3 Simple Steps to Feeling Calmer
“Man is not worried by real problems so much as by his imagined anxieties about real problems.” ― Epictetus (AD 55–135) Greek philosopher
Anxiety isn’t always bad. It helps us to work, study and try harder. It might even have been part of the evolutionary secret to keeping the human species safe, alive and growing.
The problem is, the parts of our brain that “light up” with anxiety or anger can sometimes have a hard time turning off, or become too sensitive. We imagine the worst-case-scenario and react. So we worry when we should be sleeping. We get edgy and abusive when we may just be disappointed. We even start to see danger where there is really just discomfort. Our imagination and fears can get the better of us.
The combination of unexpressed thoughts and hidden feelings can lead to habits of panic attacks, angry outbursts, and depression.
Simple Steps to Keep Things From Getting Worse
For now, there are simple things you can try to keep things from getting worse. Granted, these techniques won’t solve the deeper issues and habits, but they are a smart start. We’ve taught them to hundreds of patients successfully, and we can do the same for you.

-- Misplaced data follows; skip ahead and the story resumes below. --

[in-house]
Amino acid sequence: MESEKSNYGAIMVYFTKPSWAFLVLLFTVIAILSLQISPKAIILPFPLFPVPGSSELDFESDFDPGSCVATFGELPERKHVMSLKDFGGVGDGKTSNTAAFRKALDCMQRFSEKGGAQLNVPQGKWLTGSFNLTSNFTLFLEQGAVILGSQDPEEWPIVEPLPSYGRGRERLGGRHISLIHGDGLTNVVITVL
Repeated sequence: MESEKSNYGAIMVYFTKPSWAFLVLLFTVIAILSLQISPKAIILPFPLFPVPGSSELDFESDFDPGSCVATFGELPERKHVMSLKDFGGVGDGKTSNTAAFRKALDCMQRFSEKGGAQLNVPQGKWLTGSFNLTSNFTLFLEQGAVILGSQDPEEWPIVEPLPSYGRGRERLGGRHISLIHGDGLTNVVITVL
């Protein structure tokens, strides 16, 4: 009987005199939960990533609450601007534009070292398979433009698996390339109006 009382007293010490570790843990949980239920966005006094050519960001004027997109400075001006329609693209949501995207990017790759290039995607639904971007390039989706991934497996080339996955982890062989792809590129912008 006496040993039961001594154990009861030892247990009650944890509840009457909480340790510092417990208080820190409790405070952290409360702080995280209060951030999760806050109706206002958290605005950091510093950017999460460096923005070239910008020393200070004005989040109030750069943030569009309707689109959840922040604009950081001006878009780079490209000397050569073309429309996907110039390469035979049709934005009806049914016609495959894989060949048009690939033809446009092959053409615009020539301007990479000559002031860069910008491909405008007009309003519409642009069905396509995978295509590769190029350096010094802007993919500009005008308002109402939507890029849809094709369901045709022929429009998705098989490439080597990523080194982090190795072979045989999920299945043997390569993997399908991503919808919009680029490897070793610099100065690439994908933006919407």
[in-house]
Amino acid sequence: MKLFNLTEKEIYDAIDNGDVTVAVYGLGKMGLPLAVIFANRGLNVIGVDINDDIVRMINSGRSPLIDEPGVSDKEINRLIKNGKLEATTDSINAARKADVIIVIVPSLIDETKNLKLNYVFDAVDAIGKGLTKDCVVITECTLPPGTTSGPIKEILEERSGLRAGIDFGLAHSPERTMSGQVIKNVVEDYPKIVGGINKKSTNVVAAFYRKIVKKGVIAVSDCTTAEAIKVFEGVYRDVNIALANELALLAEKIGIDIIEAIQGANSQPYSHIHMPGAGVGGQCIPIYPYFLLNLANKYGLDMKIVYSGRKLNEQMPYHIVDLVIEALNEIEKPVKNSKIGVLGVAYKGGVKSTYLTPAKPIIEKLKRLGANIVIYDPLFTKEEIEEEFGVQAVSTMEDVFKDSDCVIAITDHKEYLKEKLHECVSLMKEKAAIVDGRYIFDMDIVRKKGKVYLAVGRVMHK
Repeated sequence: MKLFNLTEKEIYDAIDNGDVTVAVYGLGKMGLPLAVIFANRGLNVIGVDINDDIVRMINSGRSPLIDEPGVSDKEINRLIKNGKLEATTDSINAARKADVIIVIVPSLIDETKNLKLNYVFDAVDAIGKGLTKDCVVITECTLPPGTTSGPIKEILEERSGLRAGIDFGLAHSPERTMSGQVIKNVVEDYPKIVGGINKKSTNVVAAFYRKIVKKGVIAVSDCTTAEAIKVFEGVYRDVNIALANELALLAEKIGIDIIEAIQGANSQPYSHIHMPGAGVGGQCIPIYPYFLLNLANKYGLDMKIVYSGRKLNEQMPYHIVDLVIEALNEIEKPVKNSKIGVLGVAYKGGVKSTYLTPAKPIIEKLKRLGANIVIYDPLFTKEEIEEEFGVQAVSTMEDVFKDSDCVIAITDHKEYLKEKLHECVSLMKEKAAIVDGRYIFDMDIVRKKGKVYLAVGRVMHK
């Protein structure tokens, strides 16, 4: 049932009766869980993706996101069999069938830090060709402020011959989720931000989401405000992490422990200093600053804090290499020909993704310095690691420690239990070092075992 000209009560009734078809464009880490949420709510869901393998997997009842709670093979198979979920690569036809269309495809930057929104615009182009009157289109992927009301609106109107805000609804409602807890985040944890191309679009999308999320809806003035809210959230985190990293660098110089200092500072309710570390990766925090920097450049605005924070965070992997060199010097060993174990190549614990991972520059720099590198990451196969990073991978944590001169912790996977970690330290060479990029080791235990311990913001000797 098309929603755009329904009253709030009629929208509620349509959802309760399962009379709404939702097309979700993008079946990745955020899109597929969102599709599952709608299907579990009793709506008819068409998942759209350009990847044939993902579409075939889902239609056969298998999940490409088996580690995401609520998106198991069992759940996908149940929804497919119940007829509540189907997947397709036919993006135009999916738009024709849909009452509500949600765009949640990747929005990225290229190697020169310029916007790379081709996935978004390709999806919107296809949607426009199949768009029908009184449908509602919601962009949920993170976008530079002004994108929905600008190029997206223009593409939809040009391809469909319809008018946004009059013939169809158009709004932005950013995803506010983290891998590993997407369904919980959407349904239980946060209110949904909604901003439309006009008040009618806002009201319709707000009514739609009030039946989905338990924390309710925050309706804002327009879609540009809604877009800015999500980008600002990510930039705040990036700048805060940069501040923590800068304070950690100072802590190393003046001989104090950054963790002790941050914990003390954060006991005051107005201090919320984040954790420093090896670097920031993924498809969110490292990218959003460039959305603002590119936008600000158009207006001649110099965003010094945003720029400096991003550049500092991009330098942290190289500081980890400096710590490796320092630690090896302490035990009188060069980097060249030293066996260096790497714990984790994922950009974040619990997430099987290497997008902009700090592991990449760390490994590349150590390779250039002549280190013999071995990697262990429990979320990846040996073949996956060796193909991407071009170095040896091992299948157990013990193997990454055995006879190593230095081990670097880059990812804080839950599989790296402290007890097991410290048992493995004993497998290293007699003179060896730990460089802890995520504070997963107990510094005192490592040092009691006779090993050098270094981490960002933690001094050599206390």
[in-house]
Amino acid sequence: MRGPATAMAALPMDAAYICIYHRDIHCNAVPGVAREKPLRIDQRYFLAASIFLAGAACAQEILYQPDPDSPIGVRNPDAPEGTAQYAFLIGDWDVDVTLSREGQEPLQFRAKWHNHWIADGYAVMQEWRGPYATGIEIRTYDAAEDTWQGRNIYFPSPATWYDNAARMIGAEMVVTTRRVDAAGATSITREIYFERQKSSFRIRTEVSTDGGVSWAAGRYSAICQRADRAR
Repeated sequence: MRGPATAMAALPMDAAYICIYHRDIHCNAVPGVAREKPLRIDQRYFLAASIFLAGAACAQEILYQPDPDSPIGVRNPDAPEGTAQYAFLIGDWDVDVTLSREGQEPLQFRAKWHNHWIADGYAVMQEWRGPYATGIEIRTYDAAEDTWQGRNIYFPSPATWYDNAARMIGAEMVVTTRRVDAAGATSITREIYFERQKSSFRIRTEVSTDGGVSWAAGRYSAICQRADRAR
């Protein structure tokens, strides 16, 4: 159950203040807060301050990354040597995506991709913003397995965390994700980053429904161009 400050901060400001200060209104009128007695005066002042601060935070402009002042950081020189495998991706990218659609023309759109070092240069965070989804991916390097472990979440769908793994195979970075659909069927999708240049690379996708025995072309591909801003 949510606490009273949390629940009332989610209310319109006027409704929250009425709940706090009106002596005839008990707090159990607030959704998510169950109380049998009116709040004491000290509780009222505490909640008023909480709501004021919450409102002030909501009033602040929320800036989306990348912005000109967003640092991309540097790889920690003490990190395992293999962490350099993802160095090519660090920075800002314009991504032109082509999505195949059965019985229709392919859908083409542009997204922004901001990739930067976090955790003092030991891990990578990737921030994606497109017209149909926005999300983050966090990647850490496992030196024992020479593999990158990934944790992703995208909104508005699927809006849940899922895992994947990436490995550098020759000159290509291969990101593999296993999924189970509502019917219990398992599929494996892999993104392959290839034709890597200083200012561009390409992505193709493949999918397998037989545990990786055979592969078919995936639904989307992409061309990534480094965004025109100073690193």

1) Take Deep “Belly” Breaths Take 6‐8 deep breaths or more. S-L-O-W deep breathing (or belly breathing) sends the signal to your brain that you are not in danger and releases calming chemicals to off-set high body activation (fight or flight response). There is a specific way to do this and here’s a link to teach you how.
2) Count Backwards Use counting backwards to reengage the logical thinking part of your brain. It can be 20, 19, 18…down to 11 or from 45 by 3’s (45,42,39..etc) or from 100 by 7’s (100, 93, 86..etc). The sequence back does not matter as long as it cannot be done automatically; in other words as long as you have to stop and think!
3) Calm Image Use a calm image that you have identified and practiced. It might be a sunny tropical beach, a waterfall, a view of the mountains at dusk, a meadow surrounded by forest or a relaxing activity you enjoy. Use lots of sensory details to make the image stronger. At the beach ‐ the warmth of the sun on your body, the sound of waves and birds, the feel of the water on your feet, a slight breeze that comes and goes across your skin (cooling then warming), the smell of wild flowers, beach grass and the ocean. Your brain thinks in picture images, not just words. A calm image can replace angry or disturbing images, helping you further calm down.
Support to Learn New Skills
If you’re finding yourself plagued by the habit of panic or anxiety, it might be necessary to get help. You can read about how I work with anxiety and panic attacks here. Call me at (914) 768-3740, or contact me here to set an appointment.